Failure is not an ending. More often than not it’s really a new beginning. Even Pixar director, Andrew Stanton advises you to, “fail as fast as you can.” No less a success than Walt Disney learned that lesson early in his career and its one important lesson we would do well to learn as well.

From time to time we all fall on our... faces. It's simply the way we learn.

From time to time we all fall on our... faces. It's simply the way we learn.

Corporate Pussies

Many years ago, before management morphed into a collection of corporate pussies, bosses would sit down for a final meeting with a dismissed employee. It was often a painful transition but almost always it was an important one. In truth, it was probably beneficial for both employee and employer. Success and failure on the job could be discussed, and in many ways valuable lessons were learned by both.

Of course, this never happens today. Faceless corporations are more concerned with covering their asses than having the courage to face an employee that's being shown the door. And, I have no agenda here. Some employees need to be sacked because they clearly demonstrated their failure on the job. In other cases, competent workers have to be let go through no fault of their own. A change in company direction or a lack of financial resources may dictate such a decision. In any case, the “boss” had an obligation to face the staffers being dismissed. It was never a pleasant task, but it was always a necessary one. It was a crucial part of doing your job as a manager. It was your responsibility as the person in charge.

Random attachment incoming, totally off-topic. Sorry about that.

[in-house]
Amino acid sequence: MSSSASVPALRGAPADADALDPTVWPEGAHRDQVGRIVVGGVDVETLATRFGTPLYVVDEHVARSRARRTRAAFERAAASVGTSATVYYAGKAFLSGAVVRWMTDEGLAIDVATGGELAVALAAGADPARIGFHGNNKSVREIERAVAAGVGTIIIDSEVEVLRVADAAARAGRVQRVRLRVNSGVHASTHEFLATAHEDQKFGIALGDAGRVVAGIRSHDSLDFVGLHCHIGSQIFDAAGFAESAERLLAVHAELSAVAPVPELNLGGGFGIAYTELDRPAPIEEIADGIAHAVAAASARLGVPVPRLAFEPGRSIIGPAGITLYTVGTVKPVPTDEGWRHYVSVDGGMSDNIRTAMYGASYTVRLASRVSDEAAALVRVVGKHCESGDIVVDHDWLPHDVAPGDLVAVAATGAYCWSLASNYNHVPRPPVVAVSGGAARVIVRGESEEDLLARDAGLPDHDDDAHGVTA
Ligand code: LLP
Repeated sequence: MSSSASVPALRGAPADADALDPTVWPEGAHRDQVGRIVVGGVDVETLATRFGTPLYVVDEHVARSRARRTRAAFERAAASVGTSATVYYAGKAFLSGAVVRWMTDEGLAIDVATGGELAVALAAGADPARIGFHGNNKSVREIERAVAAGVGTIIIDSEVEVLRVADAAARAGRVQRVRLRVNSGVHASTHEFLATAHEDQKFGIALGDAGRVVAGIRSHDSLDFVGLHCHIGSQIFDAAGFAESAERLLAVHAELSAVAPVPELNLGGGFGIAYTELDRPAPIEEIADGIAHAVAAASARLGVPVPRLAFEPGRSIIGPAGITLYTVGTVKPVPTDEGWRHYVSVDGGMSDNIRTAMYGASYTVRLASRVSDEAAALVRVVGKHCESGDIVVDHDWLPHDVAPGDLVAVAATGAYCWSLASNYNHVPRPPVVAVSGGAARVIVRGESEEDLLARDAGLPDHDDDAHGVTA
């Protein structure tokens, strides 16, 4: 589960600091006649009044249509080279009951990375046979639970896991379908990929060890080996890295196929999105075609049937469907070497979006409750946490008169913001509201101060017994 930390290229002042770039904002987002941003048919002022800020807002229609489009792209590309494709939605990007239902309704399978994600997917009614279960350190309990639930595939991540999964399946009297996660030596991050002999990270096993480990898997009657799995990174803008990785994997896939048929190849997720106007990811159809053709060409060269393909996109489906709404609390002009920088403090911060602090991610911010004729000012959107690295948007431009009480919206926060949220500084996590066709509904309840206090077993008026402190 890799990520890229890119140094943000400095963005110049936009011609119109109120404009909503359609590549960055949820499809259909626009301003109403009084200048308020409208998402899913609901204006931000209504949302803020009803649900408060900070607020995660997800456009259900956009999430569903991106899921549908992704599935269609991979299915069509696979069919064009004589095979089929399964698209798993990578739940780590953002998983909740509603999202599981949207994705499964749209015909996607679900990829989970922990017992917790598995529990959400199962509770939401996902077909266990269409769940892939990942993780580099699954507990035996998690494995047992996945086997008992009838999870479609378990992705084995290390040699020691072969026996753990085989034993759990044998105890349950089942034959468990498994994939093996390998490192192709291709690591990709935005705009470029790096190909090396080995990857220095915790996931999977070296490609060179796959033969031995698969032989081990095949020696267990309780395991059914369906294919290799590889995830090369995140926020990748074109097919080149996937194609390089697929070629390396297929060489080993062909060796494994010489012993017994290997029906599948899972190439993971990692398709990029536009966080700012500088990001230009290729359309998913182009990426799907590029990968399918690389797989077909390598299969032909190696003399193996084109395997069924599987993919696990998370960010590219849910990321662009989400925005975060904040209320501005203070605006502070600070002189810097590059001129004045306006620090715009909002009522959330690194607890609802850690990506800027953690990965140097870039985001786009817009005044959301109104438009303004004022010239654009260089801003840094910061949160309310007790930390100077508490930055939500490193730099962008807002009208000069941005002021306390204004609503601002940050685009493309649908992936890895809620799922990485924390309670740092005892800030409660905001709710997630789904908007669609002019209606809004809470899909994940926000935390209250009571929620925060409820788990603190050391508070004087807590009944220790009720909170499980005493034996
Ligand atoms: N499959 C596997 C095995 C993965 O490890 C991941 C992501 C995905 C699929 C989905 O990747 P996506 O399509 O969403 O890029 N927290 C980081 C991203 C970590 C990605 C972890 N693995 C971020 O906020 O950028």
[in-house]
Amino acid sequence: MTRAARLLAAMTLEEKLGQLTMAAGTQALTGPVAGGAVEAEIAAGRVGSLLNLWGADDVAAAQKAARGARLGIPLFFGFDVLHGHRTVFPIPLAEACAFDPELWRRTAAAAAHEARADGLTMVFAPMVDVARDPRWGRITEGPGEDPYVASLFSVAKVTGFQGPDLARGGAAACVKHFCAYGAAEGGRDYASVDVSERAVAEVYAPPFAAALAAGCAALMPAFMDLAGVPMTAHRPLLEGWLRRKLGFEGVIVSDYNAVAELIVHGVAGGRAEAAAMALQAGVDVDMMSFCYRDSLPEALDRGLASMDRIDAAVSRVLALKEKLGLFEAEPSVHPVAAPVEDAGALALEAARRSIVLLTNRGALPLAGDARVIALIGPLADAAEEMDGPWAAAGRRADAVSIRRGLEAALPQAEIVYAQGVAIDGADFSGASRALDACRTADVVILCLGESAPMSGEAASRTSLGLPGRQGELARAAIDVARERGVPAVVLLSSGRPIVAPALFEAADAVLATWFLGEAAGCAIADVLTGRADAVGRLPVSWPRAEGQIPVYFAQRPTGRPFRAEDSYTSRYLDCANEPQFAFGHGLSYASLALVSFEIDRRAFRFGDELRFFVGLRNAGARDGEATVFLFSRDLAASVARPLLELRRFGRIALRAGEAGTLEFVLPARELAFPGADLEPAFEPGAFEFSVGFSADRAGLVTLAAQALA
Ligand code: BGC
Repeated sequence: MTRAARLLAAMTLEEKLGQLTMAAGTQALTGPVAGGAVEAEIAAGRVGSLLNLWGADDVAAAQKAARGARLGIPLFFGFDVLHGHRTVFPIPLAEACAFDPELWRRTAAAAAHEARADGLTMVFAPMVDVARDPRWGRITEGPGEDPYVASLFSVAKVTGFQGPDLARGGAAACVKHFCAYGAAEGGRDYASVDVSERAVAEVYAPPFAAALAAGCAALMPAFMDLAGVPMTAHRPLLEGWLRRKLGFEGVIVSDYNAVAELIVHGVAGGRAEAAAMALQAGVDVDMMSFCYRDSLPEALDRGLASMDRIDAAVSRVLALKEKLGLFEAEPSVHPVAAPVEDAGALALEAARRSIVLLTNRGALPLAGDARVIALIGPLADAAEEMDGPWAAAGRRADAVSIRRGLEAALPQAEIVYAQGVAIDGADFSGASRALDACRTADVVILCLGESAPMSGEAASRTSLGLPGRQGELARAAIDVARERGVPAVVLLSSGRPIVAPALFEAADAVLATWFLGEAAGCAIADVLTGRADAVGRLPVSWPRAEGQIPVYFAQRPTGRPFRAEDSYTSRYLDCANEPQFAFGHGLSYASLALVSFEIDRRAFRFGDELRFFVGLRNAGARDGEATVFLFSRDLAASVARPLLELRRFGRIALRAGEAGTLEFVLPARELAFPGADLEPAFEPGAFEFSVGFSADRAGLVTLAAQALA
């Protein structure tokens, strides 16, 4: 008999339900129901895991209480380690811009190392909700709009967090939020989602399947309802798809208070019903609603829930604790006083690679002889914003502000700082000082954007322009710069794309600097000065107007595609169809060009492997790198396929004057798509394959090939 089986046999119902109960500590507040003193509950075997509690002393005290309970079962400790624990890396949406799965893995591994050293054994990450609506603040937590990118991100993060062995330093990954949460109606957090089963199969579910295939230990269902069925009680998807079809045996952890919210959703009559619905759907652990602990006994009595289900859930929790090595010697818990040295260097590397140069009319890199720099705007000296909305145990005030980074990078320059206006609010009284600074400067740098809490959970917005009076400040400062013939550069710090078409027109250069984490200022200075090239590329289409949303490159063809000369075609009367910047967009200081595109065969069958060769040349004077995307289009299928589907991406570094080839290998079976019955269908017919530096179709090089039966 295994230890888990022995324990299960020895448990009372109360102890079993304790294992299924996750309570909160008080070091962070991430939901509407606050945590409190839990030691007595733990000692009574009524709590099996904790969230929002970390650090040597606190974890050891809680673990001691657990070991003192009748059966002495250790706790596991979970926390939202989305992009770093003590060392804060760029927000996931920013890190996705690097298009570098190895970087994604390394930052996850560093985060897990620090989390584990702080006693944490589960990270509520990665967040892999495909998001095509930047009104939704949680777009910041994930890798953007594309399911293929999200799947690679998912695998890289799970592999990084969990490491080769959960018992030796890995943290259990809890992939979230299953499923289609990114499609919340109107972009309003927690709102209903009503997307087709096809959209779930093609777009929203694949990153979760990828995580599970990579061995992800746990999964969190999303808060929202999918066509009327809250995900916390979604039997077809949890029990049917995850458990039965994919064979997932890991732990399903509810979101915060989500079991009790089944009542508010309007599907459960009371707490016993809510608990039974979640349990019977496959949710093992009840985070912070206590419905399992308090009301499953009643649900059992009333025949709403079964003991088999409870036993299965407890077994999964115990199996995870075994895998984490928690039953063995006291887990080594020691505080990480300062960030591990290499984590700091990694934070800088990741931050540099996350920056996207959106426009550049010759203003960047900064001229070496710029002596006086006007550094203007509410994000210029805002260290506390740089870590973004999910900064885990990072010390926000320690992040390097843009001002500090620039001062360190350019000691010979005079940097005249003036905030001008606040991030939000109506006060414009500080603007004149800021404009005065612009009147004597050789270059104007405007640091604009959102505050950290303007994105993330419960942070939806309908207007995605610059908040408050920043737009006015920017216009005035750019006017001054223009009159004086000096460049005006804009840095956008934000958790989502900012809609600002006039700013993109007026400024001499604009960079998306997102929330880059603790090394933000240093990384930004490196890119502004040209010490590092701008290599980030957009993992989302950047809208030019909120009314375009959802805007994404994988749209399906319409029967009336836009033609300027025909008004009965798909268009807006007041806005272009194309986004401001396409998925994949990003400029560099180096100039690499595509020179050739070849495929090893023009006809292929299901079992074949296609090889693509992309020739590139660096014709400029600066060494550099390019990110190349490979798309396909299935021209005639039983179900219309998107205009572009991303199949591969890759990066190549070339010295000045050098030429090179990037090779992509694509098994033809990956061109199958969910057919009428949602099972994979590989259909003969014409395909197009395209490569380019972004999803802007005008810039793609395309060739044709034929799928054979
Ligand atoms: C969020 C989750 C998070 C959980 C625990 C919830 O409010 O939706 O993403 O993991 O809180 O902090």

I've never hidden my feelings for the nefarious department known as Human Resources. And, it's not necessary to explain why corporations feel they're necessary. That's a subject for another time. More than a few friends have told me about their “exit interview” after working for decades at a particular company. The young HR person behind the desk had no idea who the person was or what they did while employed by the company. They simply followed company policy as they sifted through the folder on their desk. The former employee was being “processed out,” and it was as cold, and simple as that. Having had the same experience, no one had to convince me that this is the way it works.

In times long past, when men were men and women were women, we faced up to our responsibilities no matter how difficult the task might have been. If you were the boss, that meant you gave the decision to hire new staffers, and should things not work out, it was your responsibility to dismiss them as well. That's what being a boss meant. It wasn't all good times and fun. it was unpleasant things as well. If you're a boss, it is your responsibility to let your employee know why they're being dismissed. if it's no fault of their own, but simply a company situation - let them know that. Let them know you were impressed by the fine job they’d done and hopefully the two of you might work together again. On the other hand if the employee failed to meet expectations - they should know that as well. You have a responsibility to let them know that. It's in their best interest, of course. If they're not aware of their failings, they'll simply repeat those mistakes on their next job and that's not a good thing. If you're the boss, and you take your job seriously, then do the job of a boss.